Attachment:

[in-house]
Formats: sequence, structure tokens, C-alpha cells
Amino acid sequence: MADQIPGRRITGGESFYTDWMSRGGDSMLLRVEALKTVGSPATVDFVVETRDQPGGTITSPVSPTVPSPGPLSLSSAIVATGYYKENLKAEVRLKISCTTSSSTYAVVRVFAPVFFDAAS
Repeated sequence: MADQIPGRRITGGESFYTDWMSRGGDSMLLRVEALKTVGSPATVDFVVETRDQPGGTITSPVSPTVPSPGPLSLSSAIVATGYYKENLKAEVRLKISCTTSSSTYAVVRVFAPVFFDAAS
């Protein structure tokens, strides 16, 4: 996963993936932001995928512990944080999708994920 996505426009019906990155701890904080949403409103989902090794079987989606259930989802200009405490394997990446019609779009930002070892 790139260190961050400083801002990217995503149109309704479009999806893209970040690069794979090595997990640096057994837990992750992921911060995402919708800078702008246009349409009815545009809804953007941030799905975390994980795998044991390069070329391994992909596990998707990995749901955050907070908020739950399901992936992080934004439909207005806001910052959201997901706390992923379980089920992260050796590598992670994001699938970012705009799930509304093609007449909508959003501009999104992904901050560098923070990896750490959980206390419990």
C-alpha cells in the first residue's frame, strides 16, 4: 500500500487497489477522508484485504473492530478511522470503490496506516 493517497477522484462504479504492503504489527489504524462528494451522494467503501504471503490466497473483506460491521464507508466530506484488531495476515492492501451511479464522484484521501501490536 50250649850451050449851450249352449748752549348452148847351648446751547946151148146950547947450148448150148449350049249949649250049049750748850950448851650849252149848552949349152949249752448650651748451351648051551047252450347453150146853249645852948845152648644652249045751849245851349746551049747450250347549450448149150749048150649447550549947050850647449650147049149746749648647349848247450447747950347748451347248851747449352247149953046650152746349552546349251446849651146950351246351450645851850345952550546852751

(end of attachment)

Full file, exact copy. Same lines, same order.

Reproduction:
[in-house]
Formats: sequence, structure tokens, C-alpha cells
Amino acid sequence: MADQIPGRRITGGESFYTDWMSRGGDSMLLRVEALKTVGSPATVDFVVETRDQPGGTITSPVSPTVPSPGPLSLSSAIVATGYYKENLKAEVRLKISCTTSSSTYAVVRVFAPVFFDAAS
Repeated sequence: MADQIPGRRITGGESFYTDWMSRGGDSMLLRVEALKTVGSPATVDFVVETRDQPGGTITSPVSPTVPSPGPLSLSSAIVATGYYKENLKAEVRLKISCTTSSSTYAVVRVFAPVFFDAAS
């Protein structure tokens, strides 16, 4: 996963993936932001995928512990944080999708994920 996505426009019906990155701890904080949403409103989902090794079987989606259930989802200009405490394997990446019609779009930002070892 790139260190961050400083801002990217995503149109309704479009999806893209970040690069794979090595997990640096057994837990992750992921911060995402919708800078702008246009349409009815545009809804953007941030799905975390994980795998044991390069070329391994992909596990998707990995749901955050907070908020739950399901992936992080934004439909207005806001910052959201997901706390992923379980089920992260050796590598992670994001699938970012705009799930509304093609007449909508959003501009999104992904901050560098923070990896750490959980206390419990």
C-alpha cells in the first residue's frame, strides 16, 4: 500500500487497489477522508484485504473492530478511522470503490496506516 493517497477522484462504479504492503504489527489504524462528494451522494467503501504471503490466497473483506460491521464507508466530506484488531495476515492492501451511479464522484484521501501490536 50250649850451050449851450249352449748752549348452148847351648446751547946151148146950547947450148448150148449350049249949649250049049750748850950448851650849252149848552949349152949249752448650651748451351648051551047252450347453150146853249645852948845152648644652249045751849245851349746551049747450250347549450448149150749048150649447550549947050850647449650147049149746749648647349848247450447747950347748451347248851747449352247149953046650152746349552546349251446849651146950351246351450645851850345952550546852751